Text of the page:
There are some things in life that you can always depend on -- the rising of the sun in the east, Law & Order reruns, and when you need a quick khaki fix.

So when the omnipresent purveyor of wardrobe staples and wearable trendies shut its virtual doors to business for a brand-wide e-tail experience makeover in late August, middle-of-the-road fashionistas like myself felt like the world had come to a standstill.

What? No low-rise, boot-cut, Long-and-Lean jeans in "whiskered rinse"? No fitted waffle Ts in various shades of sorbet? Banana's clearance section is inaccessible even to moi?

For two whole weeks, Gap Inc.'s (NYSE:GPS),, and went dark. The world's fashion safety net was yanked. Brokers were wandering Wall Street with frayed khaki cuffs. Metrosexuals suddenly had to coordinate their own ties and button-downs. Black T-shirts the land o'er turned a paler shade of gray from overlaundering.

Without guidance, would women the world over no longer know what to wear to cocktail parties? What would become of the little black dress?

Then slowly, on a limited-access basis, desperate customers were allowed a sneak preview of the new online stores. A co-worker was the first to find the workaround -- a method akin to banging the TV on the side to clear up the fuzzy picture. After getting the "closed for renovations" page, she kept hitting "refresh." After a while, relented and let her in.

Is the cart half empty or half full?
Those who were granted a preview of the new Gap website were introduced to the new era of e-tailing. (Update your browser because pop-ups and mouse-overs are the way the cool kids will be shopping in the future.) First, there's "Quicklook" -- a pop-up inventory overview showing what colors and sizes are available in each item. For more details and a bigger picture, the "Product Page" offers fit specifics and additional style details. "Outfitting" puts together an entire kicky look where you can click boxes and add the ensemble in its entirety -- or just select pieces -- to your shopping bag. "Inline Shopping Bag" shows you what's in your cart without leaving the page.

And when you've maxed out the plastic, you can head to the checkout, where you will find pictures of your purchases -- editable and with the option of putting your impulse purchases aside for your next visit. Soon you'll be able to shop by size and track your order at every weigh station transfer.

All of these features -- designed in-house at Gap, a Motley Fool Stock Advisor recommendation -- are designed to keep customers on the shopping page without having to click the browser's back button every time you add something to your cart.

My colleague put a moleskin coat in her shopping cart, but I wasn't as lucky. I couldn't get through at all. I felt like the guy in the Citibank ad sitting on his bed drawing a shirt and tie on his body with a magic marker while waiting for his rewards check.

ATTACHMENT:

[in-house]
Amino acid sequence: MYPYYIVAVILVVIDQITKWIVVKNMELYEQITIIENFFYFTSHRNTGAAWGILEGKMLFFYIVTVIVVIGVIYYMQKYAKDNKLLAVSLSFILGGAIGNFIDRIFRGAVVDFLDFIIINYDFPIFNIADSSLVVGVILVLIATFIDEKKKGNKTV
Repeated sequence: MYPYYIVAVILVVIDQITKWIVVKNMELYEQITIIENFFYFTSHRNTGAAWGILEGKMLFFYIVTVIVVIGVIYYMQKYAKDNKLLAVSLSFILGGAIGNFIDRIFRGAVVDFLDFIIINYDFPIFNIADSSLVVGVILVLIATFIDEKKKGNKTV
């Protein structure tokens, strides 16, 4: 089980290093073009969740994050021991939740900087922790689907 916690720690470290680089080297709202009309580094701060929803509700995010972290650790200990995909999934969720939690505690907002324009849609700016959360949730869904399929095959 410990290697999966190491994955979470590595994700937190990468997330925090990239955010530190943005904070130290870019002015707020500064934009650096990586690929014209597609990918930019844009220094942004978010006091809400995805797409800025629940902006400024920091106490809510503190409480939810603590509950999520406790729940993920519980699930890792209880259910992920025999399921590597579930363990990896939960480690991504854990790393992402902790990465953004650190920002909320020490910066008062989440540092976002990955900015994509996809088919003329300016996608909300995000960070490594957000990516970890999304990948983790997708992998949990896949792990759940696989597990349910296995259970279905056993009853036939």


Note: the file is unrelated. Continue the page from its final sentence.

Excuse me, but I have a wedding to attend this weekend, and I need a cute satiny dress in a cheerful color and matching handbag. Maybe even a new pair of slingbacks and a creatively-patterned shawl to drape over my shoulders for those breezy mid-September evenings. What do you mean I have to get in my car and go to the mall? I've got nothing to wear to the mall because I've been unable to shop online for two weeks! And with gas prices at more than $3 a gallon, who can afford to make a trip to the mall every time the whim to buy a new fall accessory hits?

$12 billion in cute black shoes
The e-tailing dark days were a flashback to 1996, when people proudly quoted from "The World Wide Web" and AOL was practically the only ISP. Back then, glitches on the information superhighway were just the cost of commuting in a new medium.

These days, a major business putting operations on hold is, well, very inconsiderate and un-Weblike of them. The renovations will cost Gap Inc. millions in sales, given that last year online and catalog sales accounted for about $500 million. All told, online shoppers will drop more than $12 billion on clothing and accessories this year.

Gap competitors didn't gain much from the fashion blackout, according to an article in The New York Times. An Internet research and consulting firm said that there was no spike in visitors who, having been rebuffed by, went on to competitor websites.

I'm not surprised. In desperation, I clicked over to the competition and found that two of my favorites -- Urban Outfitters (NASDAQ:URBN) and its sister -- were a bit too pricey to justify any impulse purchases. (Urban's stock price is also a bit up there, according to a few resident analysts, but could be a bargain long-term if the company keeps up its recent growth.)

Ann Taylor (NYSE:ANN) is a tad corporate for my dot-com spirit, and its Loft offshoot, although promising, is still a bit buttoned-up. The New York & Co. (NYSE:NWY) website doesn't even offer online shopping (possibly why it has been bumming out shareholders lately, including the khaki-clad Hidden Gems guys who hold shares). And Abercrombie & Fitch (NYSE:ANF) -- well, I'm not really comfortable showing that much belly in public.

I guess I'll just have to bite the bullet and do laundry until is open for business again.

For more on the intersection of shopping and investing:

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Dayana Yochim is a confessed shopaholic . She owns many items from some of the aforementioned stores, but no shares in any of their stock. The Fool's disclosure policy matches her shoes.